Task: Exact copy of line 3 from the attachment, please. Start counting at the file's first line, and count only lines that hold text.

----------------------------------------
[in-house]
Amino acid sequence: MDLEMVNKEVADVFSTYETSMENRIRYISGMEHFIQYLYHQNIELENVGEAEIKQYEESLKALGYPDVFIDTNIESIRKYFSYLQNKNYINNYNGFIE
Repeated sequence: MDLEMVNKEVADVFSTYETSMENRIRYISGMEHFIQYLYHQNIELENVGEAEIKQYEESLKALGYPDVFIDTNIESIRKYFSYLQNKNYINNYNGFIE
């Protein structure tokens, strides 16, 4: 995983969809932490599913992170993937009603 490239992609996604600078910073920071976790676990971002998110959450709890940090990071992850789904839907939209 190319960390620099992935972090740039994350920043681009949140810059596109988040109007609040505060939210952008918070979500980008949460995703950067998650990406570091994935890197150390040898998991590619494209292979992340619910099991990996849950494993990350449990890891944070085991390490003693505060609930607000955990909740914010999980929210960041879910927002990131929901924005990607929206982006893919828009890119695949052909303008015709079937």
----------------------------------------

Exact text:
Repeated sequence: MDLEMVNKEVADVFSTYETSMENRIRYISGMEHFIQYLYHQNIELENVGEAEIKQYEESLKALGYPDVFIDTNIESIRKYFSYLQNKNYINNYNGFIE